Don’t Interrupt

If someone else is talking, wait until the conversation is over, unless it is an emergency (see “In Case of Emergency”). The word “Over” is the standard word to use to let others know that you have finished speaking. This word also indicates that you’re waiting for a response.

Handling Long Radio Messages

If you have a long message to deliver, you can divide it into sections and say “break,” waiting a few seconds before speaking the second part, and then continuing in that way. Saying “break in between individual points or instructions and then waiting a few seconds allows the other person to ask a question or comment if necessary.

Don’t Use the Word “Repeat” To Have a Message Repeated

In military communications, the word “repeat” can have severe consequences, so it’s standard radio procedure not to use this word, but instead use “Say Again” to have the other party repeat their message.

Avoid Saying Yes, No, Uh-huh and Nope

In the interest of absolute clarity, use the words “Affirmative” and “Negative” instead of words that may be misheard or misinterpreted.

NATO Phonetic Alphabet

Otherwise known as the International Radiotelephony Spelling Alphabet, this phonetic alphabet is the most widely used system of letters and numbers that can be easily pronounced and understood by those transmitting and receiving radio or telephone messages. It is designed to help overcome any language barriers and transmission static. A small sampling of this alphabet is Alfa, Bravo, Charlie, Delta and Echo. See Wikipedia for more information and the full alphabet. There is also a name based alphabet that begins Adam, Boy, Charles and David.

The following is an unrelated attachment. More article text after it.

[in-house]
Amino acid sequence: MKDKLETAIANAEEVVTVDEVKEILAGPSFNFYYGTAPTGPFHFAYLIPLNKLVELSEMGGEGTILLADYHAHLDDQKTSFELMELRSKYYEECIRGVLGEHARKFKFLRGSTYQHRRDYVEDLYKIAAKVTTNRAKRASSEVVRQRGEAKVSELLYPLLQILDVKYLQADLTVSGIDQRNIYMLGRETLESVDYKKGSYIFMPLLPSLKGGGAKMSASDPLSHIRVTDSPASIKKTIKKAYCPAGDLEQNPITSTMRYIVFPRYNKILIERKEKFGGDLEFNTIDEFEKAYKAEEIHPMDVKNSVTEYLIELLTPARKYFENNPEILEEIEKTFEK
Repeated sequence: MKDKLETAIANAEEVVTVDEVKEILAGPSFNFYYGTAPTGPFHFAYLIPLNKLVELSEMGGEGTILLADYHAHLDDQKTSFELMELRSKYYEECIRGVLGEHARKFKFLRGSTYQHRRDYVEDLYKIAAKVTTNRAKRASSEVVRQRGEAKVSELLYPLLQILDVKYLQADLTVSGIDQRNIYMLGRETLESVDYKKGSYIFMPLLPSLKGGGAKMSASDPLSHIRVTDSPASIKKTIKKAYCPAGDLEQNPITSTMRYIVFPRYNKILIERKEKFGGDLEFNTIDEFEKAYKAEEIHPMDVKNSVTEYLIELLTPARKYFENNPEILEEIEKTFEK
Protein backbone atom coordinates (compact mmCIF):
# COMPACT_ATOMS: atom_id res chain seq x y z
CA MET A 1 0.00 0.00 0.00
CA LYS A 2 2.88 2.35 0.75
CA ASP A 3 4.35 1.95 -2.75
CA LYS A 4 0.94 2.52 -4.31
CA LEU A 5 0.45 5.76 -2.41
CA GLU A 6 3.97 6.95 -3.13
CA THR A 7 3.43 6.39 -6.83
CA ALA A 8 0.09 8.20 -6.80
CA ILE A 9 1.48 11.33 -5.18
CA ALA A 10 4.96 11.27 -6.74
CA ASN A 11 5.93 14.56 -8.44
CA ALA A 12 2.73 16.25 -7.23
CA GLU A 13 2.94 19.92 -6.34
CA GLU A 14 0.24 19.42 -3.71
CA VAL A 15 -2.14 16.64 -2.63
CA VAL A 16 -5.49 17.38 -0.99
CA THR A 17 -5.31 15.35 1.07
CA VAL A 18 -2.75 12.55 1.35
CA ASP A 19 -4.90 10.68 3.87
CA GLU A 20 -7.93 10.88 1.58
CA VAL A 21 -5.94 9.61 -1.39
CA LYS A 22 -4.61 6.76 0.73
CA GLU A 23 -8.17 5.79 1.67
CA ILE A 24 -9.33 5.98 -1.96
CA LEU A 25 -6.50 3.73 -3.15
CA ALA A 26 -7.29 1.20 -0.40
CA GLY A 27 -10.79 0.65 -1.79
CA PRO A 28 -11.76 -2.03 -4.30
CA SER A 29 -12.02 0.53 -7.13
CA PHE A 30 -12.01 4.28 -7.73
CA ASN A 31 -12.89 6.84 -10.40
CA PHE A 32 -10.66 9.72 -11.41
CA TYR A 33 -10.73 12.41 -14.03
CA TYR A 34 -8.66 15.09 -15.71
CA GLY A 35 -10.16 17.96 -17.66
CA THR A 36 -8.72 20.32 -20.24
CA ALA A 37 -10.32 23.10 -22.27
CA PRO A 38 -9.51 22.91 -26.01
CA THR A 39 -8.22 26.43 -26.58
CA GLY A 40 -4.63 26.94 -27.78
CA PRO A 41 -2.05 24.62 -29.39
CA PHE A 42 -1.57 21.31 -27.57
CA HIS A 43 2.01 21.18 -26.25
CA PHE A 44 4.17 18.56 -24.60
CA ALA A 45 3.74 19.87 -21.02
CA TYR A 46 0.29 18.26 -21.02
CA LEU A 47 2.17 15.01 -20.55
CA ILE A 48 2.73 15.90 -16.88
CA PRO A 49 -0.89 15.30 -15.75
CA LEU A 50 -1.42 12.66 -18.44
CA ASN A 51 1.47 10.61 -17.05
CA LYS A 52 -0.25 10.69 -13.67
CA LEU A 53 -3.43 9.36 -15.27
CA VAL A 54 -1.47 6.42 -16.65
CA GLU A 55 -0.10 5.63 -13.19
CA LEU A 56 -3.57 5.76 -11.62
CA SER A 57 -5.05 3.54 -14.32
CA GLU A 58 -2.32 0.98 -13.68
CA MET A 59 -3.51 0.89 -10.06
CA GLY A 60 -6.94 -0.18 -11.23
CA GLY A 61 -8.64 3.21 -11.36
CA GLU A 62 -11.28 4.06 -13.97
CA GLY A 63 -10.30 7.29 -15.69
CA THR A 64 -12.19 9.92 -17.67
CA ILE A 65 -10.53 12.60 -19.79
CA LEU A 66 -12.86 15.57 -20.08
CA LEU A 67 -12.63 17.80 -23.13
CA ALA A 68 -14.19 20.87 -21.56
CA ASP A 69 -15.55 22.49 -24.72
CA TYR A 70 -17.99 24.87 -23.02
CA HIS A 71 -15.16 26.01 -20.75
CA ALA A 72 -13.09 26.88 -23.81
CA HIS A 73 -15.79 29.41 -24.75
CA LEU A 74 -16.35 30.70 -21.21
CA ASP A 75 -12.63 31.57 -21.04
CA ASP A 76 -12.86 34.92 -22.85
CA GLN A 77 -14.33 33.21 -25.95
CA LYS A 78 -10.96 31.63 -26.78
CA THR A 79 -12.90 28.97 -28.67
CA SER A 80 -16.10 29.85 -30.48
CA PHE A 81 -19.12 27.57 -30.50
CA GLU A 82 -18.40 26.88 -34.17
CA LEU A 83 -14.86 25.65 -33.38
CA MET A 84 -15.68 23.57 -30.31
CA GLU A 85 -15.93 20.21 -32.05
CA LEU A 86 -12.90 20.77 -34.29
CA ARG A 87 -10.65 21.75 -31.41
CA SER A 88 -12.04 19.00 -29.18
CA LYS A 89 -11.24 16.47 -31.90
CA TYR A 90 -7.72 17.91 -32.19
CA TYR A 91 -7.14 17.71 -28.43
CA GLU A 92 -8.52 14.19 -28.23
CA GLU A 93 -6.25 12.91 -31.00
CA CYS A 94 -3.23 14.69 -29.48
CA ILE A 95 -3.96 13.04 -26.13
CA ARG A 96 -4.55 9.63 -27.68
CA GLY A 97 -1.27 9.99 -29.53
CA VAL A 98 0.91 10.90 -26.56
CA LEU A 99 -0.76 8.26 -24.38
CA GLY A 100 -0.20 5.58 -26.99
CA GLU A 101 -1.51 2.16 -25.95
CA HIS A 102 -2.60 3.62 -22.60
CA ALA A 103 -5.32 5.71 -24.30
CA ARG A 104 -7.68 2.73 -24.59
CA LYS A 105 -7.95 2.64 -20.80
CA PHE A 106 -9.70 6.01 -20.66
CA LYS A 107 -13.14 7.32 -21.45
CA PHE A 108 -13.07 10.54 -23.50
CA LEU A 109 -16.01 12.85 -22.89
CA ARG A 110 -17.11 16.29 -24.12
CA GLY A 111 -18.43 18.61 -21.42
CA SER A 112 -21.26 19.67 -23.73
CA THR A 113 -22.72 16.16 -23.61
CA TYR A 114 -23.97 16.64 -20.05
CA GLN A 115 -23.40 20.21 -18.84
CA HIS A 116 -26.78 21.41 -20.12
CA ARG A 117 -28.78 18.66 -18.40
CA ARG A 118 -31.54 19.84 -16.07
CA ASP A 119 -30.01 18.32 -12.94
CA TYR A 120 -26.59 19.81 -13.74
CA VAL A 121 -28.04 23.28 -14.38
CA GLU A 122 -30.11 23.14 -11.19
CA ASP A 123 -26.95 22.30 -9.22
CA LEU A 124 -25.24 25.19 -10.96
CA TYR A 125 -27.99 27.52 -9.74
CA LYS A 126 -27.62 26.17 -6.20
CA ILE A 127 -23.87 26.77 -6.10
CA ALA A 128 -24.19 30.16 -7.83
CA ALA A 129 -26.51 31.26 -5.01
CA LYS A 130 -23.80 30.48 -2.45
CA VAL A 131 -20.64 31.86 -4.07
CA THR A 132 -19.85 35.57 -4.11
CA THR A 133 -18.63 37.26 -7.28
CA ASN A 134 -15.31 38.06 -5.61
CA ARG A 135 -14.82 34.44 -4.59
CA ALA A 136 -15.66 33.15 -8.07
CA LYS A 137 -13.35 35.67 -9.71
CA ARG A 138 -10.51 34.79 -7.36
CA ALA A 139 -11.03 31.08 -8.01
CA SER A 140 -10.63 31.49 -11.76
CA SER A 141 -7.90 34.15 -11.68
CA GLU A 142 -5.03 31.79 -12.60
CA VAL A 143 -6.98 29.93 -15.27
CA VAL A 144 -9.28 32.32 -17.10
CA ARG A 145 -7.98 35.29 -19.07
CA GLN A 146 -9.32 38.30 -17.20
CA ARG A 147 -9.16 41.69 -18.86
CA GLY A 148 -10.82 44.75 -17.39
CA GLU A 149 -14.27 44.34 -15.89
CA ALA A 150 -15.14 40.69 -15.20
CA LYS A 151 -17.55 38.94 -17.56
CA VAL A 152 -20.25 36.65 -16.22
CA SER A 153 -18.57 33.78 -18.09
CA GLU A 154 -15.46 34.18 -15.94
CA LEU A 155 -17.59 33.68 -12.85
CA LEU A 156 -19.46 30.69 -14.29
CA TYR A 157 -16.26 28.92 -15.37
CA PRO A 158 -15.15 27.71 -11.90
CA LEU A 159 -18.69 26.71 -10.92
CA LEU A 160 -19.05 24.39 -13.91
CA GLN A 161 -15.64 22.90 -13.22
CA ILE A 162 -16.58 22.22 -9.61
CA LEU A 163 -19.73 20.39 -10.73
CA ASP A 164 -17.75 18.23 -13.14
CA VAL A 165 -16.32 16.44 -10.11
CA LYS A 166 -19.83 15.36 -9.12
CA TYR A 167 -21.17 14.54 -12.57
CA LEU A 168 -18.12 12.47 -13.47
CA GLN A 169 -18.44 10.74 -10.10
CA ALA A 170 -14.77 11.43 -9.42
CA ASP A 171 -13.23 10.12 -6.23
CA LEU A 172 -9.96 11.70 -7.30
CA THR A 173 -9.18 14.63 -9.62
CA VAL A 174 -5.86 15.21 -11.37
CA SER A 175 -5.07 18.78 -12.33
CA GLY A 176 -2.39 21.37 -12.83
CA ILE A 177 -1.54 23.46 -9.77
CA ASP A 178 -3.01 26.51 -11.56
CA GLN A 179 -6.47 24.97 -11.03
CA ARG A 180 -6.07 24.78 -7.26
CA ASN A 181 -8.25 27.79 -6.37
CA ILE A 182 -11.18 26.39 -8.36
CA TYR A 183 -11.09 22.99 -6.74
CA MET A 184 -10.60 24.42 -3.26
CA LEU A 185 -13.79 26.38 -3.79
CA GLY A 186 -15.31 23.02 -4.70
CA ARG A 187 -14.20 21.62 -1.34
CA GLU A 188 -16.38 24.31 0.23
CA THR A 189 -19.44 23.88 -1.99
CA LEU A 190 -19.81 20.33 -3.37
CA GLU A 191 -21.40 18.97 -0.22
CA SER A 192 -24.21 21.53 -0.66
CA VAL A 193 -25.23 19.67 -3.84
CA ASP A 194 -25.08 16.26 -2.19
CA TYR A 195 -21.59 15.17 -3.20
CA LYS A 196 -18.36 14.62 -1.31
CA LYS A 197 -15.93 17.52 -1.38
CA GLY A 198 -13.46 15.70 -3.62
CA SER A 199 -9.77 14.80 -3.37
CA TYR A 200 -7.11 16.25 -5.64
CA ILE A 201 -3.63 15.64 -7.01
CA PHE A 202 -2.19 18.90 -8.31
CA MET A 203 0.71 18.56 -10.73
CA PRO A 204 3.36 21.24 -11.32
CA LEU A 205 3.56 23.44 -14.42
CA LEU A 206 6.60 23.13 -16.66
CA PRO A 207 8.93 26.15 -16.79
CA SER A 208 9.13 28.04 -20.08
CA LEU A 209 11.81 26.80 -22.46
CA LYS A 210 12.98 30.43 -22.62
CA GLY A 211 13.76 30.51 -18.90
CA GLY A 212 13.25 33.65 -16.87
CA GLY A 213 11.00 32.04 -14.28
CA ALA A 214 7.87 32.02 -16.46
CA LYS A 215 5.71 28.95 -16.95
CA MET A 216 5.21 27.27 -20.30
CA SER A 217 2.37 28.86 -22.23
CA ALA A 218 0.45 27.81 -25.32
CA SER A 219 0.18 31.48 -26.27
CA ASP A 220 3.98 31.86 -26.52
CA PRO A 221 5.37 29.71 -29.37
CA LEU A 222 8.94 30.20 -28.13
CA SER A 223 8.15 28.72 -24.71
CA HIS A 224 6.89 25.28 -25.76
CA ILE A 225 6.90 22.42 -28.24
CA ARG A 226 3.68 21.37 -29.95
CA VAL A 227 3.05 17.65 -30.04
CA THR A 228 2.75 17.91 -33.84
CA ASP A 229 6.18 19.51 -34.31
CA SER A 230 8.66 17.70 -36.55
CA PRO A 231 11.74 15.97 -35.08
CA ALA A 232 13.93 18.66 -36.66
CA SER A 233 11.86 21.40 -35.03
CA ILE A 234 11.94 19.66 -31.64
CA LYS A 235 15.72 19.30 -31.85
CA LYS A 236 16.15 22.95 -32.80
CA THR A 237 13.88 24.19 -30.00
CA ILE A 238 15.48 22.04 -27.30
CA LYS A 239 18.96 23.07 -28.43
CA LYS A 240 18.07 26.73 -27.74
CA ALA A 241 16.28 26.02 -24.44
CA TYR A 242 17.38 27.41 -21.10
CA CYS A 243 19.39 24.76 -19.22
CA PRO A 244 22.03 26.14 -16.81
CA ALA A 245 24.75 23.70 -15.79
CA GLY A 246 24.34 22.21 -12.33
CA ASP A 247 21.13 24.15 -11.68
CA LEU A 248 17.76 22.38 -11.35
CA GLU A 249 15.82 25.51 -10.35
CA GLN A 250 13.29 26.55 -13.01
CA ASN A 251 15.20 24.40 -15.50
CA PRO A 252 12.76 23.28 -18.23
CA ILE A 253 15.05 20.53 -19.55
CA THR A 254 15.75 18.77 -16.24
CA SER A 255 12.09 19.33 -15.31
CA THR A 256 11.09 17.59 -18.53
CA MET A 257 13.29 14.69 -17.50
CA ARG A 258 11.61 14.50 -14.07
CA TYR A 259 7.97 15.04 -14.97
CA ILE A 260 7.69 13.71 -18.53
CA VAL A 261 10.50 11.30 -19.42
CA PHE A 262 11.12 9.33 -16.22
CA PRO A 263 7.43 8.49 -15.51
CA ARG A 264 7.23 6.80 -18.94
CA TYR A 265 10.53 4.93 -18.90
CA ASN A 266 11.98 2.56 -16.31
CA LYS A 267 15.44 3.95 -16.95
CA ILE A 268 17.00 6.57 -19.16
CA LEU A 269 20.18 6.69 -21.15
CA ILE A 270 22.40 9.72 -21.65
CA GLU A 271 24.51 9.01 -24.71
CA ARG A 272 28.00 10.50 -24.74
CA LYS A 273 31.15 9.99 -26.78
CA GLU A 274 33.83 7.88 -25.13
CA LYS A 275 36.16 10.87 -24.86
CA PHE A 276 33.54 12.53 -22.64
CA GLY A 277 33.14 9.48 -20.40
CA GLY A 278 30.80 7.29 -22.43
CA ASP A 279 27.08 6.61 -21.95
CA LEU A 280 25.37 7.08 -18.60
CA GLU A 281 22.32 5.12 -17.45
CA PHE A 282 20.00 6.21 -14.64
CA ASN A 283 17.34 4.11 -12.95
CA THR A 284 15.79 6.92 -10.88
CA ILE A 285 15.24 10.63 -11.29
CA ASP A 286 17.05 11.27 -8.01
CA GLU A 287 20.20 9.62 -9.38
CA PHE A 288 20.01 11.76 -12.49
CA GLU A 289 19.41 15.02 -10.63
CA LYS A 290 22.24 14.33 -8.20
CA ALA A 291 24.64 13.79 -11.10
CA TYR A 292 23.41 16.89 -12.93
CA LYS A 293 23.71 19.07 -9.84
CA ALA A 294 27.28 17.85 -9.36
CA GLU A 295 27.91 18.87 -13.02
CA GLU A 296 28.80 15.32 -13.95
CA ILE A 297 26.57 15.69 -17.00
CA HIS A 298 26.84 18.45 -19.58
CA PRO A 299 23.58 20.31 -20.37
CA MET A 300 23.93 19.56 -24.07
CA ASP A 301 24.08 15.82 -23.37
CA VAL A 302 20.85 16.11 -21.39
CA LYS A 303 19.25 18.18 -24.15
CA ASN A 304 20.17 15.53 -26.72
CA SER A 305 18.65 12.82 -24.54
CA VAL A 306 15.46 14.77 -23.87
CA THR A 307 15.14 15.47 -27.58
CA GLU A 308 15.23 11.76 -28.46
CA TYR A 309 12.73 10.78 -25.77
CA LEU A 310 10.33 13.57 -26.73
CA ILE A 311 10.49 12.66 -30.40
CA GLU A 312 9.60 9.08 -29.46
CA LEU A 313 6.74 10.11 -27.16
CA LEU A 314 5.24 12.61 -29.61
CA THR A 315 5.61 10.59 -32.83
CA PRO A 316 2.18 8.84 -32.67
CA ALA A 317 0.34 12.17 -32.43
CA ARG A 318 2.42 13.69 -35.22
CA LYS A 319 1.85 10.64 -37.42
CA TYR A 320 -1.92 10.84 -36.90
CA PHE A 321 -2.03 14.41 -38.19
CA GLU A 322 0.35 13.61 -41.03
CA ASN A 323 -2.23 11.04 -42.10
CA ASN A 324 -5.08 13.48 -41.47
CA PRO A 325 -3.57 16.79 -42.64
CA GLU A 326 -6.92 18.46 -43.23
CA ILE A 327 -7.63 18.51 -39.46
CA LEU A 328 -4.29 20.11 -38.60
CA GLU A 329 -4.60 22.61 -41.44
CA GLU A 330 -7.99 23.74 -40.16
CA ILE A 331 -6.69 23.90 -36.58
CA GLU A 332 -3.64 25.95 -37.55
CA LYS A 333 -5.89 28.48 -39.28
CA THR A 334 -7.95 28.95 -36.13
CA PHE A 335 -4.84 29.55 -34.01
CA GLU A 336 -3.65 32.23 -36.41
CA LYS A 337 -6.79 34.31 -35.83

In Case of Emergency

While it’s very rude to interrupt someone while they’re speaking on a two-way radio or walkie-talkie, at times there may be an emergency situation. If this happens and it’s vital that you interrupt, say “break, break, break.”

Terminating a Call

When you want to end a call after a final transmission, say “over and out.” This should end the communication with no further speaking by anyone.

Two-Way Radio Language

Radio Check – Check on signal strength. Can you hear me now?

Read you loud and clear – Responding to “Radio Check.” Transmission Signal is strong.

Go Ahead – Resume the transmission.

Stand By – Acknowledges transmission, unable to respond.

Come in – Asking other party to acknowledge that they hear you.

Copy – Indicates that you understand what was just said.

Say Again – Re-transmit your message.

Roger or Ten Four – Message is received and understood.

Wilco – This means “I will comply.”

Affirmative – Yes.

Negative – No.

Over – Transmission finished.

Out – Communication is over; channel is available.

Break, Break, Break – To interrupt a communication because of an emergency.

1 comment October 6th, 2015

The Phonetic Alphabet and You!

Phonetic Communication for Walkie Talkies

The phonetic alphabet is used by radio operators, to spell out words. The phonetic alphabet is extremely useful for exchanging important information when 2 way radio transmission isn’t clear. The phonetic alphabet has changed over the years but using this interesting way of communicating is still very useful in ensuring your information is heard. phonetic alphabet is extremely useful for police officers and soldiers who depend on valuable information heard from 2 way radios.

The NATO phonetic alphabet is the most widely used spelling alphabet. The NATO alphabet assigns code words to the letters of the English alphabet. Learning the phonetic alphabet will help you become a better communicator when using 2 way radios. Memorizing this list is simple, and knowing phonetic alphabet will ensure your message is always heard!

  • A- Alpha
  • B- Bravo
  • C- Charlie
  • D- Delta
  • E- Echo
  • F- Foxtrot
  • G- Golf
  • H- Hotel
  • IIndia
  • J-Juliet
  • K- Kilo
  • L- Lima
  • M- Mike
  • N- November
  • O- Oscar
  • P- Papa
  • Q- Quebec
  • R- Romeo
  • S- Sierra
  • T- Tango
  • U- Uniform
  • V- Victor
  • W- Whisky
  • X- X-Ray
  • Y- Yankee
  • Z- Zulu

Tags: business radios , Motorola , Radio , Radio frequency , Telecommunication , Telecommunications , Two-way radio , Walkie-talkie

1 comment January 18th, 2013